As the citywide art scene becomes tinted with red and green, a trim show of five MECA faculty, bearing conceptually rich gifts and the grandiloquent title "The World Over," stays engaged in the world of ideas.
STILL FROM VIDEO Adam John Manley's Maiden Voyages, in various Maine locations, 2012.
Let's start with the artist who covers the most uncharted ground. Writing about the New Aesthetic, the this-year-coined art concept whereby the digital reproduction of an image might be considered the essential structure of its visual DNA, The Atlantic writer Ian Bogost responded with the idea of an "object-oriented ontology." His theory is that if we can dedicate an entire aesthetic to observing the world through the perspective of the virtual eye, why not give all nonliving objects the same benefit? A similar principle guides the works of Jeffrey Clancy, an expert metalsmith who designs utilitarian-looking objects for more symbolic value than use. His three series widen the understanding of metalsmithing using the process and language of the craftsman, not the consumer. "Images of Silver Objects" is a digital print catalogue of landmark design in the silversmithing field, their captions enlarged and centered to emphasize the objects' characteristics while obscuring their commercial value. Elsewhere, seven shelves of raised metal bowls suggest a sort of taxonomy of possible forms, while on another shelf, wryly, the artist has arranged six identical Paul Revere-style bowls with near-identical engravings. Some will surely find his work to be lacking explication — perhaps even an in-joke — but Clancy is unapologetically taking the liberal view. If the history of utilitarian design has created this wealth of fine metal works, what possibilities exist if you strip out the utility? In other words, what might the metal want to be?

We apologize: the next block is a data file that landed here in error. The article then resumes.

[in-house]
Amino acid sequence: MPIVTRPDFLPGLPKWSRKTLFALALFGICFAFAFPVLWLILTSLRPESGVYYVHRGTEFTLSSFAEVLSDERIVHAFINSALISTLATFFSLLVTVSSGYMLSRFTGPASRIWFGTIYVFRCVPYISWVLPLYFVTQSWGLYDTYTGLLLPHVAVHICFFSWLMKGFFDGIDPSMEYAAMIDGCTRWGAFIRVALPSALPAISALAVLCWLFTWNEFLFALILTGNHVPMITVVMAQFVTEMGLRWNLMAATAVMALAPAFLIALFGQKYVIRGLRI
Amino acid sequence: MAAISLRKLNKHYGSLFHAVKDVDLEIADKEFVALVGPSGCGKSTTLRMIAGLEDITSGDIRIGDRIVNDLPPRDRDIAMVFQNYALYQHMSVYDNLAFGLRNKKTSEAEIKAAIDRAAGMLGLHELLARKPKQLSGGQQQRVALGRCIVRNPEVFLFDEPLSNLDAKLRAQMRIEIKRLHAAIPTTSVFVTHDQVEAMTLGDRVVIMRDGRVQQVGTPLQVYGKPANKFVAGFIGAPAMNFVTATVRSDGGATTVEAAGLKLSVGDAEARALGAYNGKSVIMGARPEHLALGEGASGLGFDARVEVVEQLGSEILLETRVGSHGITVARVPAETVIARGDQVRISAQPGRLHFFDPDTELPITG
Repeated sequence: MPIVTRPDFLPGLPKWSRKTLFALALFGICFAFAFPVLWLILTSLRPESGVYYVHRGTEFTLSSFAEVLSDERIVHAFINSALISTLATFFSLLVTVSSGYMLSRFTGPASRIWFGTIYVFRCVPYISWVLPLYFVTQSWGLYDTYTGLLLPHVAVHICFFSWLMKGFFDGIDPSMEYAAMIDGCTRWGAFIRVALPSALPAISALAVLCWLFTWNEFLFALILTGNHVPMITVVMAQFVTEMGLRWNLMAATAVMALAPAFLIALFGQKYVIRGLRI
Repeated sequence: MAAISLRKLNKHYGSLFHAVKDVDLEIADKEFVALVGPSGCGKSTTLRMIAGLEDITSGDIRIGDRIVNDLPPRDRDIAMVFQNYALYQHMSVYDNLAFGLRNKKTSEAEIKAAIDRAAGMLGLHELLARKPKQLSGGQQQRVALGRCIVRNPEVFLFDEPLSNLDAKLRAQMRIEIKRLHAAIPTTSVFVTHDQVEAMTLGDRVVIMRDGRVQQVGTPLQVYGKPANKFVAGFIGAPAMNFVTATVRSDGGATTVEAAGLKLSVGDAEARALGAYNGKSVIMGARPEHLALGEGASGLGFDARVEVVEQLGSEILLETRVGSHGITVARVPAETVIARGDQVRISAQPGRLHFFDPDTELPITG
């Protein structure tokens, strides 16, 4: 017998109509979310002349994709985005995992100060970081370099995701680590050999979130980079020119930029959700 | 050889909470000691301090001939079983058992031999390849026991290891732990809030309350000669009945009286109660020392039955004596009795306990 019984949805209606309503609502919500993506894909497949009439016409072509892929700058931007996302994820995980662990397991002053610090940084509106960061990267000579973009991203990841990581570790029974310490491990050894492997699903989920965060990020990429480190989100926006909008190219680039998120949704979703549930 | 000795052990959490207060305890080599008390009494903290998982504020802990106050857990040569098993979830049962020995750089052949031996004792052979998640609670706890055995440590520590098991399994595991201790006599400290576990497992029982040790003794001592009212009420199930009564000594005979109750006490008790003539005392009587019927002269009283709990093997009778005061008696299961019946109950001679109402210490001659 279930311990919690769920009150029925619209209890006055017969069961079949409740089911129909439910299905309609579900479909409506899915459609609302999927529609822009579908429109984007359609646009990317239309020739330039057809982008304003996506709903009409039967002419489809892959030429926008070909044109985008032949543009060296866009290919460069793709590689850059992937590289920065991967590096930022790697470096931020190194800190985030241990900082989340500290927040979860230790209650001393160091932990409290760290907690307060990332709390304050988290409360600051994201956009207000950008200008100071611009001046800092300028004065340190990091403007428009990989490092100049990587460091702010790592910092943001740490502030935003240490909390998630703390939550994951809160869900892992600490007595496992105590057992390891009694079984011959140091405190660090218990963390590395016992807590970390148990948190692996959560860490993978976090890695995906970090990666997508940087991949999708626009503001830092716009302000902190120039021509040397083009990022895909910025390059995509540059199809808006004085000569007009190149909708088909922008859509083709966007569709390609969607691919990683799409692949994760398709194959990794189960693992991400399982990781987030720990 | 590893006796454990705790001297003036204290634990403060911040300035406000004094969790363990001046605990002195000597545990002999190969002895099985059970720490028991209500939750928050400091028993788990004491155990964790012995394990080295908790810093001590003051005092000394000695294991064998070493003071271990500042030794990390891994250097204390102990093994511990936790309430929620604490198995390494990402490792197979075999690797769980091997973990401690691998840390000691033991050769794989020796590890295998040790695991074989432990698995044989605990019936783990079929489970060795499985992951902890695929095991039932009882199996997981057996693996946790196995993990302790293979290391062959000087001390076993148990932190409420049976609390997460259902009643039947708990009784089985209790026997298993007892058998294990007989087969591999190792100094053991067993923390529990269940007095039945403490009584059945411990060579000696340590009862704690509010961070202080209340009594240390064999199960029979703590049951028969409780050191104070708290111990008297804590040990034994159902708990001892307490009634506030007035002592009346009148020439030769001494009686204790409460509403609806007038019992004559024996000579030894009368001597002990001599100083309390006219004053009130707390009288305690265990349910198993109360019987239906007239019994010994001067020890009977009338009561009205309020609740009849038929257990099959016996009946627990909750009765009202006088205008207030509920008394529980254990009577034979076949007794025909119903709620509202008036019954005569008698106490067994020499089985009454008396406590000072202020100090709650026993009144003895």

And while it's natural to bristle at the sight of decorative paintings, Gail Spaien's work only registers as such at first blush. Her radiant and methodical "Open Window 3: Venice" series — large, resplendent meditations of color blooms clustered in nucleic spheres — defies our predispositions about flowers in visual art. To be certain, flowers they are not, but Spaien so meticulously reproduces the atomic structures of her forms that the mind jolts to assign them representations in nature. The very act of grappling with this cognitive dissonance is one of her work's greatest pleasures. These four acrylics clearly contain energy derived from a natural order — an appreciation, yes, but equally the imagination required to resist it.
With witty ingenuity, builder Adam Manley displays four makeshift sea vessels fashioned from scraps. Projected on the wall, a video shows him unceremoniously setting sail with each. His boats differ wildly in material and design — one has him comically suspended in an armchair on a raft of insulation foam; another's basically a saucer floating on unseen physics — and the movie makes a useful bridge between hobbyhorse concepts of wood repurposing and the politicized turf of going off-grid.
: Museum And Gallery
, Colleen Kinsella, The Atlantic, Jeffrey Clancy